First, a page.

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Hawthorne at Salem

Hawthorne in Salem

Melville

Introduction to Herman Melville and Nathaniel Hawthorne

Material prepared by:
John W. Stuart, Ph.D., Department of English 
Manchester-Essex Regional High School, Manchester, MA

 

Photograph of Herman Melville, 1861
Photograph of Herman Melville, 1861(courtesy of Peabody Essex Museum, Salem, MA)
 

 

Melville's "Hawthorne and His Mosses" and Moby Dick

Hawthorne is widely credited with having contributed to Melville's inspiration for transforming the early drafts of the sea adventure The Whale into the massive, eloquent, insightful masterpiece of a novel that is Moby-Dick. The novel's dedication to Hawthorne is one indication of the senior author's role as mentor. Certainly Melville's accolades for his colleague in the review "Hawthorne and His Mosses" leave no doubt about his admiration for Hawthorne's literary talents and his fascination with the New Englander's enigma. The parallels which Melville's review cites between Hawthorne and Shakespeare, and implicitly between himself and Shakespeare, also testify to the genius of the observed writer as well as the observing one. With all these points well-established, a case can further be made that within Moby-Dick at least one oblique reference serves to reiterate them. It is in Captain Ahab's Shakespearean-like "soliloquy" to the whale's head that the conjoined terms "venerable," "mosses," "secret," and "deepest" suggest a second purpose in the speech as another tribute from Melville to Hawthorne.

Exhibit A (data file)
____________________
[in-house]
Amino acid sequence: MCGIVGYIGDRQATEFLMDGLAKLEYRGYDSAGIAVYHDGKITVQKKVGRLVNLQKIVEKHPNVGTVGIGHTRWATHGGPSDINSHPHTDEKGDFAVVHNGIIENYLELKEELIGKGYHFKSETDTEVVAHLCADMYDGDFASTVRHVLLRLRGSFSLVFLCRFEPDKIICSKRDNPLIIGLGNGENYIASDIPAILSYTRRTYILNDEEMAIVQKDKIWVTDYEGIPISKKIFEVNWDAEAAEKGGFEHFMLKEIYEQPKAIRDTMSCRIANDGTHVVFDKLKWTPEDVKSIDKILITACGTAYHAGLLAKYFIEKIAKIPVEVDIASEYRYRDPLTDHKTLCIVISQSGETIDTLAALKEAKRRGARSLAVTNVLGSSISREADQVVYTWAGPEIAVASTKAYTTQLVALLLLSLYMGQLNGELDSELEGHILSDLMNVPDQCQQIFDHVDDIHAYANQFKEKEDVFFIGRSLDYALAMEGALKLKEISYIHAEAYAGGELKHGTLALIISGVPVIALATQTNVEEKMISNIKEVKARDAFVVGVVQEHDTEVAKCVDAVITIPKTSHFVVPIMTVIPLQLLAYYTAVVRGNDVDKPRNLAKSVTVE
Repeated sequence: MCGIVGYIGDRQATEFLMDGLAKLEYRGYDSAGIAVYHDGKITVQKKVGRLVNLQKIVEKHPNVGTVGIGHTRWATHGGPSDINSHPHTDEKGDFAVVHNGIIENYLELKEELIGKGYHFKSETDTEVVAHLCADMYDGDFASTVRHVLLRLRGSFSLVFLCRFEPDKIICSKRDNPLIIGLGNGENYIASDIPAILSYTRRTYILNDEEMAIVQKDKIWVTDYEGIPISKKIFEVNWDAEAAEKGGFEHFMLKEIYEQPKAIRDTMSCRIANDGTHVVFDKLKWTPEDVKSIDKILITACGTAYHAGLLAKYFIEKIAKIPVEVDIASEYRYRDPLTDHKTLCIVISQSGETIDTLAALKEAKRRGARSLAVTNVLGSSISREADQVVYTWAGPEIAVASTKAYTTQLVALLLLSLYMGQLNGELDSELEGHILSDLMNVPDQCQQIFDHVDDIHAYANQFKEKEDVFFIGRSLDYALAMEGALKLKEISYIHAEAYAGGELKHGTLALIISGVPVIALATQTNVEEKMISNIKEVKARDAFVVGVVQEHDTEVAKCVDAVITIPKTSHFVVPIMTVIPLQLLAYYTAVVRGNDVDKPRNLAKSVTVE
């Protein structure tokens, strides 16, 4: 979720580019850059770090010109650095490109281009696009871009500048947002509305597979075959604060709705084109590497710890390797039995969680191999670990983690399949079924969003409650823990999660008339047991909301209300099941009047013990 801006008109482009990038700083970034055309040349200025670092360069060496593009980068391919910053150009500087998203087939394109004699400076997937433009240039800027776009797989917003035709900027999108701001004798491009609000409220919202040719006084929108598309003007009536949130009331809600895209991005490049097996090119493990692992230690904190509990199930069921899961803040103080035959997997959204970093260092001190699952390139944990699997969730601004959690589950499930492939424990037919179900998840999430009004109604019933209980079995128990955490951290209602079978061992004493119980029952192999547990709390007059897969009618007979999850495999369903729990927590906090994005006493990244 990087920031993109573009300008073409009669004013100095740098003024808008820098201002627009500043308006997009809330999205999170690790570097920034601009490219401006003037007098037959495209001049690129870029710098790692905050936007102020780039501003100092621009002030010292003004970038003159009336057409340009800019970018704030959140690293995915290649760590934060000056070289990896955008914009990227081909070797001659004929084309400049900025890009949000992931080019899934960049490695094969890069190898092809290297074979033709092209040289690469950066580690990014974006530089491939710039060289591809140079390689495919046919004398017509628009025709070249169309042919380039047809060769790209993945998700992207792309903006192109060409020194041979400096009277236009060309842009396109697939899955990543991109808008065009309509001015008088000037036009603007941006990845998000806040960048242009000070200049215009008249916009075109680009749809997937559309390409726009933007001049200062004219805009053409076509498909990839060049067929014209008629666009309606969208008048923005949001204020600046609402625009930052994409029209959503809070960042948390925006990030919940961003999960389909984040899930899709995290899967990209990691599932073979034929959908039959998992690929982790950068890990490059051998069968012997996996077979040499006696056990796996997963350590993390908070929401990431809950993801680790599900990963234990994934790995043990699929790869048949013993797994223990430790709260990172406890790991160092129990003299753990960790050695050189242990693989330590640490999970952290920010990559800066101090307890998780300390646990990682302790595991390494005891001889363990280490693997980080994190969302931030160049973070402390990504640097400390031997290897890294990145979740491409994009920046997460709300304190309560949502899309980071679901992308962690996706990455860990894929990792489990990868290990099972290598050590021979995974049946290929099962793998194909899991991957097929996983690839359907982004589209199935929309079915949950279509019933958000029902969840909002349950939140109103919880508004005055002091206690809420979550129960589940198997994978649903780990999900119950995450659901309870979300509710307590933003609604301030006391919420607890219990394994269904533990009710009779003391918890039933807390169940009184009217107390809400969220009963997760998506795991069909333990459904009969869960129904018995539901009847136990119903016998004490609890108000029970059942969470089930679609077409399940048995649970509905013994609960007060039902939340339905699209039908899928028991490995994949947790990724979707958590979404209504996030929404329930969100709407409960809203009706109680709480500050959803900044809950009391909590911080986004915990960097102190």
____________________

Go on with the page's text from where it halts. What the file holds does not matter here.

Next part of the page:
Melville, Hawthorne, and The Blithedale Romance

Melville's influence upon Hawthorne did not manifest itself in a book dedication or review, but internal evidence in The Blithedale Romance agrees with other sources that the older author, Hawthorne, also valued the younger one highly. Appearing in 1852, one year after Moby-DickThe Blithedale Romance follows Melville's powerful example of Ishamel's first person narration with that of another young male character who also embarks upon an adventure-- Hawthorne's Miles Coverdale. Just as Ishmael's experience on a whaler reflects Melville's, Coverdale's Blithedale (meaning Happy Valley) similarly recalls Hawthorne's time at Brook Farm. In fact, some of Coverdale's narration comes almost verbatim from Hawthorne's Brook Farm journal. As Coverdale serves to some extent as a "cover" for his creator, the other major male character in Blithedale, Hollingsworth, shares a number of remarkable similarities with Herman Melville; and the relationship between the two characters provides a rich source of speculation about the nature of the relationship between Hawthorne and Melville.

Literary Works Related to Melville and Hawthorne

Photograph of Herman Melville, 1861
Photograph of Herman Melville, 1861(courtesy of Peabody Essex Museum, Salem, MA)
 

 

 

  • Excerpts from Melville's Moby-Dick, first the dedication of the novel to Hawthorne, then a passage from the seventieth chapter "The Sphynx" in which Captain Ahab's soliloquy-like address to a whale's head exhibits language clues that permit a second interpretation of the passage as further tribute to Hawthorne. The term "mosses" alludes to Melville's review "Hawthorne and His Mosses" for Hawthorne's collection of stories Mosses from an Old Manse; the Shakespearean form of soliloquy echoes Melville's connection of Hawthorne and Shakespeare in that review; the references to "The Sphynx" and "the secret thing that is in thee" parallel Melville's repeated observations of Hawthorne's possessing a "secret," the knowledge of which would shed light upon his works; and the words of praise "venerable", "mighty", and "deepest" in this context suggest that Moby Dick's author intended his masterpiece as an offerering to his beloved Hawthorne more than is generally recognized:

     

  • Excerpt from Hawthorne's "The Old Manse" in Mosses from an Old Manse in which the term "mosses" is clarified in reference to the qualities of the mosses on the walls of the house, the significance of the term lying not only in its use in the title of the collection of short stories but also Melville's use of it in his review of that work and elsewhere.